Self-driving cars are an important technology that have the potential to save millions of lives in the decades ahead. Last year alone according to the National Safety Council about 40,200 people died in motor vehicle crashes in the United States. 90% of those deaths are due to driver error, led by both drunk and distracted driving at 40% and 16% respectively. Right now every car company and several tech companies are working on developing driverless cars. Based on general media reports, however, you’d think Google, Tesla, and Uber are on the forefront. With the potential to reduce or eliminate 36,000 or more deaths a year, this technology is much too important for Uber to be in the driver’s seat.
As you may have read, an Uber branded autonomously equipped Volvo XC90 was involved in a serious crash in Arizona last week. Initial reports indicate that the other driver was at fault, and as with any developing technologies there are bound to be issues. Thankfully the car involved was Volvo’s SUV as it one of the safest on the road. But there are a three good reasons why Uber is the wrong company to be the face of driverless cars.
First, Uber is company with dubious ethical standards. They appear to have stolen their self-driving technology from Google. Uber implemented technology to shield its activities from regulators. Before moving its self-driving tests to Arizona, Uber was operating illegally in California. Allegations of sexual harassment and other cultural issues are troubling to say the least.
Second, the only reason Uber is pursuing autonomous technology is to rid itself of one of its biggest costs of doing business, drivers. Profit motive isn’t necessarily a bad thing, but when in the hands of unethical leaders (see previous paragraph) shortcuts can be taken and people can get hurt. One only has to look at the history of American enterprise to see example after example of companies that have put profits before people. The NFL’s coverup of the effects of CTE on its players, the Exxon Valdez oil spill, GM’s ignition switch debacle, and the Upper Big Branch Mine explosion are just four instances of businesses that ignored the health of their workers, the environment, and the public under pressure to produce profits.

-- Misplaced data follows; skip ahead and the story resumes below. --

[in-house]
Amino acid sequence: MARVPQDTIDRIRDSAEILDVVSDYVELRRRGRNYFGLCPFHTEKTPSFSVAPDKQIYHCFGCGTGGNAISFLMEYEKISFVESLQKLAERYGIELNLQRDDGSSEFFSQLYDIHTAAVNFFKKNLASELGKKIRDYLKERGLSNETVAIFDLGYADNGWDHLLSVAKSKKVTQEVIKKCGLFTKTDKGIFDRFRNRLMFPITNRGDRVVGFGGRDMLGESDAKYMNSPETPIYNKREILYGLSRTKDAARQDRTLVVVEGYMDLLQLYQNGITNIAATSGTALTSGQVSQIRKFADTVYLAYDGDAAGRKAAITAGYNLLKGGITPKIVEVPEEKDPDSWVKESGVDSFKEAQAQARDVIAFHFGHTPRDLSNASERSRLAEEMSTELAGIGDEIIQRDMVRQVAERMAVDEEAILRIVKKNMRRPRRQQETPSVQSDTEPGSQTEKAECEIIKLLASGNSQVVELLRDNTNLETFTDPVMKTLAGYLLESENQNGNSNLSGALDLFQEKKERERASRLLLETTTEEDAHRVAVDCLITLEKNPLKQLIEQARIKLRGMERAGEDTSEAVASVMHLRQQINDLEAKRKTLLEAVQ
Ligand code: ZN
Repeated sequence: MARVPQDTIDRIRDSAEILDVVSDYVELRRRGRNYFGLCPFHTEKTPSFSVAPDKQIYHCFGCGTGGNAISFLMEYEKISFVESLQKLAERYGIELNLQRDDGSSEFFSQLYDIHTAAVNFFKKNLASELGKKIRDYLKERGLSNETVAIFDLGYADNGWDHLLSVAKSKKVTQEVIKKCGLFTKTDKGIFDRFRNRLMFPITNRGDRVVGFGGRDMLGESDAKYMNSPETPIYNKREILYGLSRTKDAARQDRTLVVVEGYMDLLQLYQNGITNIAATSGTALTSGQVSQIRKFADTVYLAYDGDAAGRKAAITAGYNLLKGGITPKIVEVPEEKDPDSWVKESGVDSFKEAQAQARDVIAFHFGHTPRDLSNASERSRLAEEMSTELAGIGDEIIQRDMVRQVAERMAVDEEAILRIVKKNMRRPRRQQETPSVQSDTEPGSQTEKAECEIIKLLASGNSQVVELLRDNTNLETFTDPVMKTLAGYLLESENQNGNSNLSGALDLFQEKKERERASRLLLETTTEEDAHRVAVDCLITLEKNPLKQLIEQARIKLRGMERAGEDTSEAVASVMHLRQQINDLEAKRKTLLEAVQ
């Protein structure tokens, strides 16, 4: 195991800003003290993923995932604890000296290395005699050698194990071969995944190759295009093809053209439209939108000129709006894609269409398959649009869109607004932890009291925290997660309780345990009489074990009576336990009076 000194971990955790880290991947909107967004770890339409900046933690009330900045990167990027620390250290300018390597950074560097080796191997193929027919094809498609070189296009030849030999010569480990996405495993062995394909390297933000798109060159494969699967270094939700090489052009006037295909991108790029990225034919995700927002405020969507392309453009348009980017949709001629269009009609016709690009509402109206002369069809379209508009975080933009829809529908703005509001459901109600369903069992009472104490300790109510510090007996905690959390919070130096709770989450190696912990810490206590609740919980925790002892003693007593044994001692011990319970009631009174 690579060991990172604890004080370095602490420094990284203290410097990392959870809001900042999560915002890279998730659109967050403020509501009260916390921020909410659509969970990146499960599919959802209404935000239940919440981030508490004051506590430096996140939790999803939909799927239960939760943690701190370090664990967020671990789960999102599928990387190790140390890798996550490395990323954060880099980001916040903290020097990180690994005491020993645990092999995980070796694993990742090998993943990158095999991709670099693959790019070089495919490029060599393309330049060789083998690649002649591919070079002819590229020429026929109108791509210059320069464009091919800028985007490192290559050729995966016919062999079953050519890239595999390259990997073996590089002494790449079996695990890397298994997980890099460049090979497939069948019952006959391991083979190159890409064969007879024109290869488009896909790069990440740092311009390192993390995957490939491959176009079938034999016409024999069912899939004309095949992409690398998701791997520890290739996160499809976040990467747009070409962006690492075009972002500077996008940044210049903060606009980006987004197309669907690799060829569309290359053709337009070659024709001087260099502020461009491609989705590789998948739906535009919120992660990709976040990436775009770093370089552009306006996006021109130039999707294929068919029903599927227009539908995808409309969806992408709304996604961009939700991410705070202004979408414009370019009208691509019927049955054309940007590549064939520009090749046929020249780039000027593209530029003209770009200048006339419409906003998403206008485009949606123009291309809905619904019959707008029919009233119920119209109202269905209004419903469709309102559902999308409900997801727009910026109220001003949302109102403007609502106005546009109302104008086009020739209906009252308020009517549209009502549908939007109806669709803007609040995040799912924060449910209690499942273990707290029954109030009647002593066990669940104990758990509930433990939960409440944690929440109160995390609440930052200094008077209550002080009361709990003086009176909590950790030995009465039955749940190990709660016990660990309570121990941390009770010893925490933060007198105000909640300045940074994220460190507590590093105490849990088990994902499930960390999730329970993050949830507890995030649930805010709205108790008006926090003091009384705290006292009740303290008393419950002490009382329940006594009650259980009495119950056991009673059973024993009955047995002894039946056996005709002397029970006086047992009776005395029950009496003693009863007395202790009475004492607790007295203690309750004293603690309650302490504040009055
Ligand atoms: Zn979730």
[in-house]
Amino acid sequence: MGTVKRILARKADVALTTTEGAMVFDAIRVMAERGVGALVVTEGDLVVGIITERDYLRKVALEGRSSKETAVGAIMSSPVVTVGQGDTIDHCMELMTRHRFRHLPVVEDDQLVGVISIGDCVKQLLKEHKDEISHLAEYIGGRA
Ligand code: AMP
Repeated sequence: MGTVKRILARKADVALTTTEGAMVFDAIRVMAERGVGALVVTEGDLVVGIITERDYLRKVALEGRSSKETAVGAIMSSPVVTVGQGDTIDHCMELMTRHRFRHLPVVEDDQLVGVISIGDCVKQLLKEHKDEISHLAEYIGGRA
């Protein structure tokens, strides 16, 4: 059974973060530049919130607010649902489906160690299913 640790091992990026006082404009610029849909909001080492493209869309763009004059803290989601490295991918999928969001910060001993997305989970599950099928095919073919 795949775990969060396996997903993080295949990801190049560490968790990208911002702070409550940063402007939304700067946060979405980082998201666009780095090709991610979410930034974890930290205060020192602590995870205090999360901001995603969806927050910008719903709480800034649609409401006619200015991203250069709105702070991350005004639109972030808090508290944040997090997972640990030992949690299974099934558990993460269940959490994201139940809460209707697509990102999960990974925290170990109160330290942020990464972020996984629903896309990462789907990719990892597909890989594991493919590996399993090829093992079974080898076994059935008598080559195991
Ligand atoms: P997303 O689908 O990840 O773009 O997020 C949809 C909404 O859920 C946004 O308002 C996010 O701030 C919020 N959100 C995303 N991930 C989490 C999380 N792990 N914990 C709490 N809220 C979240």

Every company involved in the race to develop driverless cars expects the technology to help their financial performance in the long run. And no matter how much Elon Musk professes it to be so, even Tesla isn’t working on AutoPilot out of the goodness of his heart. It’s about making cars that people want. And if people want driverless technology, they shall have it.
Uber’s motivation is slightly different. Nobody’s asking for driverless taxis. Uber’s business model requires that they get the drivers out of the cars for them to become profitable, the sooner the better. Which leads to reason number three Uber is the wrong company to be leading the charge: cash. Currently, Uber is flush, with about $8b in the bank and access to a couple of billion more. That’s enough cash to last them about 5 years at their current run rate. While Ford, BMW and others have promised to have fully-autonomous cars on the road in 2021, those will be limited fleets used for designated geographies. Uber needs to implement driverless cars throughout its fleets in order for it to survive and unless the company starts showing a path to profitability in the near future, investment money could start drying up.
Questionable ethics and financial pressures are a toxic cocktail. One that could have dire consequences for not just those who ride in autonomous Ubers, but for the entire driverless car industry. It’s time for Uber to take a step back and let the industry leaders take us into the autonomous future.